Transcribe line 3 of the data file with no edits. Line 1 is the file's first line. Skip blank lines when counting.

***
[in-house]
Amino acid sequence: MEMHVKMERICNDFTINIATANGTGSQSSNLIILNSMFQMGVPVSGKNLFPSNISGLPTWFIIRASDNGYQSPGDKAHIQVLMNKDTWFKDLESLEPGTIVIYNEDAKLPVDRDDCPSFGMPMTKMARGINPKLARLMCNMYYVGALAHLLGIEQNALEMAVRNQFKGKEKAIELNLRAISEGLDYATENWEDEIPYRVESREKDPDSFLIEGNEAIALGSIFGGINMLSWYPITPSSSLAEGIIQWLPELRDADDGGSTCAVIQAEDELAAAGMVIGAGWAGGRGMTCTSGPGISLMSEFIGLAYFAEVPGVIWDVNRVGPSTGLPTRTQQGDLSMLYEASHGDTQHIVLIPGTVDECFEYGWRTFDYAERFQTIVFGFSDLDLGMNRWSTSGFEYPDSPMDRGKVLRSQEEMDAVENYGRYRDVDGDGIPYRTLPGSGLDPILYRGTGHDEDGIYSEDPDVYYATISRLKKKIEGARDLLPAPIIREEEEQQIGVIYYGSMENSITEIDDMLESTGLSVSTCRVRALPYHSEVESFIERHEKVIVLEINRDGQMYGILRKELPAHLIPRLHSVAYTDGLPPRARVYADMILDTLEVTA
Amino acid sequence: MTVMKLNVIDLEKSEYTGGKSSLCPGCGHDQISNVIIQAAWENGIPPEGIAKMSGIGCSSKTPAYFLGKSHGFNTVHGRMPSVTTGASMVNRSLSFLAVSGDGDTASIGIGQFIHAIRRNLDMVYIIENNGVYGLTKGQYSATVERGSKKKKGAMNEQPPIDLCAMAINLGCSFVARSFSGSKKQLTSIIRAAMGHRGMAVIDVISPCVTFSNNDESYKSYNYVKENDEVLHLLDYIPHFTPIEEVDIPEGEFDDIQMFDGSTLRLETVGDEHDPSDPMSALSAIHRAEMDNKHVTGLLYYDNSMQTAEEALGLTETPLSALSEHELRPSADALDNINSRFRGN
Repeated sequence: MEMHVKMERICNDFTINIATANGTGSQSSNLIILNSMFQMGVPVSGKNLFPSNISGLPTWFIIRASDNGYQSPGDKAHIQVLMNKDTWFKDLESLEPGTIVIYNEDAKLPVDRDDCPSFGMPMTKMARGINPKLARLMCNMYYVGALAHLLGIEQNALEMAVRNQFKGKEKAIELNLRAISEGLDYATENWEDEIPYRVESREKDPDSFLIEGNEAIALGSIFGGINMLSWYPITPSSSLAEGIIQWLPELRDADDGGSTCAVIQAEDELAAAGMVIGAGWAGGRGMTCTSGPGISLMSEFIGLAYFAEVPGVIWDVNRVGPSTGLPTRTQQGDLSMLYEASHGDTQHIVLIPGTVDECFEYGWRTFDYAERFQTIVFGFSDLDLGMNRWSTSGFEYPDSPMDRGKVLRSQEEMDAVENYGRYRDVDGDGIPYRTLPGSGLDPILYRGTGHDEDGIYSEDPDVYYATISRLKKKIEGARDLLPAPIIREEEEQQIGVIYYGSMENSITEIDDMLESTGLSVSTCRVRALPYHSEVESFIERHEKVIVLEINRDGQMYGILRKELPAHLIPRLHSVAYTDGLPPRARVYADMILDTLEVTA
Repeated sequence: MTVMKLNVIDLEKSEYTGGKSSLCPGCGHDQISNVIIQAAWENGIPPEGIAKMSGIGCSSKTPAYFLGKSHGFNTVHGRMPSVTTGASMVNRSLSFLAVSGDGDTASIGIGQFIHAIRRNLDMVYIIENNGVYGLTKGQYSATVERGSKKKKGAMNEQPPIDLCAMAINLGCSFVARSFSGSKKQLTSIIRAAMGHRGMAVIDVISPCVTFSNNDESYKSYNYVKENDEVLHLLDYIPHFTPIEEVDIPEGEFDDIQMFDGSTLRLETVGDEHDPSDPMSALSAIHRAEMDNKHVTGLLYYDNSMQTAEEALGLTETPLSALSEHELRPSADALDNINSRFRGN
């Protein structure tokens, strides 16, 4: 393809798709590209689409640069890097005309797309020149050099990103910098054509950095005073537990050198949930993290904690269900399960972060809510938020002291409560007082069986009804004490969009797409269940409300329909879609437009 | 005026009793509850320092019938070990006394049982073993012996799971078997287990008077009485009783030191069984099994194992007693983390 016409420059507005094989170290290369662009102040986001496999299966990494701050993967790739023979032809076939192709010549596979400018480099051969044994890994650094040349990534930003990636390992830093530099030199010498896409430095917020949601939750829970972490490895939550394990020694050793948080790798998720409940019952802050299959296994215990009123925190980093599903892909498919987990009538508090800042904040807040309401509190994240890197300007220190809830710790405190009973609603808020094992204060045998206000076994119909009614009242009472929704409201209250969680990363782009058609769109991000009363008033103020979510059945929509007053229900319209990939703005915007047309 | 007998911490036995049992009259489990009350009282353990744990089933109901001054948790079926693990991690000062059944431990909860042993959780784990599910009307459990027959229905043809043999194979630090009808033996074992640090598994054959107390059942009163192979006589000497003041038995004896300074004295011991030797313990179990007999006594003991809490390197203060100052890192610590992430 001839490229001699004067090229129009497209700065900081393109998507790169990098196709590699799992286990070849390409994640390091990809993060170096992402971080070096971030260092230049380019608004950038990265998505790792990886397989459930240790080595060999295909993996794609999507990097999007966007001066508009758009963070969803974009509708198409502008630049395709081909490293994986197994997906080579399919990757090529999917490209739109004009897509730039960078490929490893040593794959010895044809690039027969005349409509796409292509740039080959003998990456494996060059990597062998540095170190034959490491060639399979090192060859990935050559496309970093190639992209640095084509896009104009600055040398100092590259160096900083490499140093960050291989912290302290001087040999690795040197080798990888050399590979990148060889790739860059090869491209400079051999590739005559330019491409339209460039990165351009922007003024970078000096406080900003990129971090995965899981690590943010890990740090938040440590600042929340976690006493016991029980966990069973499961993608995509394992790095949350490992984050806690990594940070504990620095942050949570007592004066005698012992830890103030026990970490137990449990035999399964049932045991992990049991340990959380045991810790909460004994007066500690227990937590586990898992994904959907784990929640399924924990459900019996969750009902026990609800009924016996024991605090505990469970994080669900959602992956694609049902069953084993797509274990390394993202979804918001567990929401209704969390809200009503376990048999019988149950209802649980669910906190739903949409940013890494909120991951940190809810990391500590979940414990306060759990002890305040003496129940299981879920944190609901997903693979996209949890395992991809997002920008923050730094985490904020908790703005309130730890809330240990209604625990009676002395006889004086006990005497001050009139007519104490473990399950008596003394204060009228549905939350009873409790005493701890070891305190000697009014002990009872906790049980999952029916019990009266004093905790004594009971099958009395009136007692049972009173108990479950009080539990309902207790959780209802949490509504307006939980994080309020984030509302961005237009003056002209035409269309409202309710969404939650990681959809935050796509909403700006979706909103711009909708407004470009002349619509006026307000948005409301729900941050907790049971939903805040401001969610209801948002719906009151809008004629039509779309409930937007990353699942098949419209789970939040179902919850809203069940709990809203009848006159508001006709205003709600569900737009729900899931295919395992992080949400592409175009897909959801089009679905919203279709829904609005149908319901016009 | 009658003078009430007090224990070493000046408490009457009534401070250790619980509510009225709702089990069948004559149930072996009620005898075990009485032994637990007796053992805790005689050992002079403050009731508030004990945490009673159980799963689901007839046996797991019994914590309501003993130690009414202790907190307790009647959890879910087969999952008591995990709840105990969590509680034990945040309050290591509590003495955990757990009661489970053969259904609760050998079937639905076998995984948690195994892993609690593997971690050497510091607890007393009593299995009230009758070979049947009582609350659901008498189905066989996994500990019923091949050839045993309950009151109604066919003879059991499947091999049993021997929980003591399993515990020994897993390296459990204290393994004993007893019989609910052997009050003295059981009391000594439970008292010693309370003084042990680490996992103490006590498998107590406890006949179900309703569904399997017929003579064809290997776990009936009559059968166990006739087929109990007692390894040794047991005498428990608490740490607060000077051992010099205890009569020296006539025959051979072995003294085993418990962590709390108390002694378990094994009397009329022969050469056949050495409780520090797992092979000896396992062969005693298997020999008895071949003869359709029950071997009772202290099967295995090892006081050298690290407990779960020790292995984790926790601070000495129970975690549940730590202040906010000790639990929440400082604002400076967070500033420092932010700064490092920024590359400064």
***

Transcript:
Amino acid sequence: MTVMKLNVIDLEKSEYTGGKSSLCPGCGHDQISNVIIQAAWENGIPPEGIAKMSGIGCSSKTPAYFLGKSHGFNTVHGRMPSVTTGASMVNRSLSFLAVSGDGDTASIGIGQFIHAIRRNLDMVYIIENNGVYGLTKGQYSATVERGSKKKKGAMNEQPPIDLCAMAINLGCSFVARSFSGSKKQLTSIIRAAMGHRGMAVIDVISPCVTFSNNDESYKSYNYVKENDEVLHLLDYIPHFTPIEEVDIPEGEFDDIQMFDGSTLRLETVGDEHDPSDPMSALSAIHRAEMDNKHVTGLLYYDNSMQTAEEALGLTETPLSALSEHELRPSADALDNINSRFRGN